The few educated blacks in the South, however, strove to change the status quo. In 1881, former slave Booker T. Washington, for example, founded a technical college in Alabama for blacks, called the Tuskegee Institute. Washington quickly became one of the first black activists as he called on blacks to achieve economic equality with whites. A proponent of “accommodation,” Washington argued that social equality and political rights would come only if blacks first became self-reliant and improved their financial footing. Then, he argued, respect from the white community would naturally follow. On the other hand, Washington privately worked to improve blacks’ social standing, despite his publicly stated belief that “agitation of questions of social equality is the extremist folly.” He helped push for an end to segregation, for example, and supported organizations bent on securing political rights for more blacks.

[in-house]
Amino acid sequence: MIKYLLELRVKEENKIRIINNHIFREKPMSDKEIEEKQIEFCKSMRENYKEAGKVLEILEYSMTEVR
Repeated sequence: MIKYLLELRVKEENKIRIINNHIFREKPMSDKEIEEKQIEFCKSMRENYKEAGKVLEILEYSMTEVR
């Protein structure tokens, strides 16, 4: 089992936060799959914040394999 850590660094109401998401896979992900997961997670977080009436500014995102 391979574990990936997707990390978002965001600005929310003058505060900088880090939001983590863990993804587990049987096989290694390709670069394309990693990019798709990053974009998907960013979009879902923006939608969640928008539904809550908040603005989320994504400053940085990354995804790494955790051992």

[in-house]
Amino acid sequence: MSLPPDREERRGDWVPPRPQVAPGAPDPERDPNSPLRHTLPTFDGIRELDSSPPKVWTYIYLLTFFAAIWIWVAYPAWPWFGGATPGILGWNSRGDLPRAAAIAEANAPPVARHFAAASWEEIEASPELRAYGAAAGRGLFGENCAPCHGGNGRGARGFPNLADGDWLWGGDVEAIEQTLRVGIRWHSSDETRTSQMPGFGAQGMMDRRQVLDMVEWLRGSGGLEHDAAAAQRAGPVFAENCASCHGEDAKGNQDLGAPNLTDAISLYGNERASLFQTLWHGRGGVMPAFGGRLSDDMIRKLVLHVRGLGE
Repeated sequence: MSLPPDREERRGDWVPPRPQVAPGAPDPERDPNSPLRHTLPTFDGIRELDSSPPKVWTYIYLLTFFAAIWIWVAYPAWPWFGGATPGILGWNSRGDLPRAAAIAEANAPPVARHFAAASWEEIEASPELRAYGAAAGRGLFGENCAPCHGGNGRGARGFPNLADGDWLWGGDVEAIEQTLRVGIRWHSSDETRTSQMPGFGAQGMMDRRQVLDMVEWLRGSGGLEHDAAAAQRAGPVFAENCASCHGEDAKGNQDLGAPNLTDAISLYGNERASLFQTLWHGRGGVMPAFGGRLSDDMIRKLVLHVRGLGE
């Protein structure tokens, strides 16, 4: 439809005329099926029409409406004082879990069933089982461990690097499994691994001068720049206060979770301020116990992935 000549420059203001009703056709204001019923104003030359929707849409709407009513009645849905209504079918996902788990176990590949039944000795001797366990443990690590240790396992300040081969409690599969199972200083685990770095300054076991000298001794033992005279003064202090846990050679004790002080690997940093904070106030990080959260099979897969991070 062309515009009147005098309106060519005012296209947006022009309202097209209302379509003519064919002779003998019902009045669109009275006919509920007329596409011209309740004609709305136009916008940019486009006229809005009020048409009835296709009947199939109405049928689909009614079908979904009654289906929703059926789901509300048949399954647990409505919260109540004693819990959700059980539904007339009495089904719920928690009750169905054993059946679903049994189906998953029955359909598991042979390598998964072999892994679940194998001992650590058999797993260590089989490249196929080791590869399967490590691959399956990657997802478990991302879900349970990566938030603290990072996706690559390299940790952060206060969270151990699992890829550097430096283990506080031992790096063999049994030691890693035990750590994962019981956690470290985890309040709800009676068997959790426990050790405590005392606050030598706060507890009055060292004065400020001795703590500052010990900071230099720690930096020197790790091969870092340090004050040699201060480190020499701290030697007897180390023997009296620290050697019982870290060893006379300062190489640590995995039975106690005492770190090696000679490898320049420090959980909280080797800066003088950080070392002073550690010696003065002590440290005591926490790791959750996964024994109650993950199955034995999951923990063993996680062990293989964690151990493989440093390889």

Many black activists in the North, however, disagreed with Washington. His policy of accommodation, they argued, doomed blacks to an eternity of poverty and second-class citizenship. Leaders such as W. E. B. Du Bois called for blacks to seek complete and immediate social and economic equality. Du Bois also called on blacks to develop a “black consciousness” distinctive from that of whites. In his seminal 1903 book The Souls of Black Folk, he argued that blacks needed to become more aware of their history, art, music, and religious backgrounds in order to understand themselves fully.
The Supreme Court’s Plessy v. Ferguson decision in 1896 was a major setback for early civil rights activists. The decision declared that segregated public and private facilities for blacks and whites were “separate but equal,” effectively justifying Jim Crow segregation laws. The single justice who opposed the decision astutely remarked that the Plessy v. Ferguson decision would set back African Americans’ struggle for equality by decades. Just as significant, the Court also upheld the right of southern legislatures to levy poll taxes and give literacy tests—strategies that were meant to exclude blacks from voting. These decisions effectively legalized and spread racism throughout the North and South.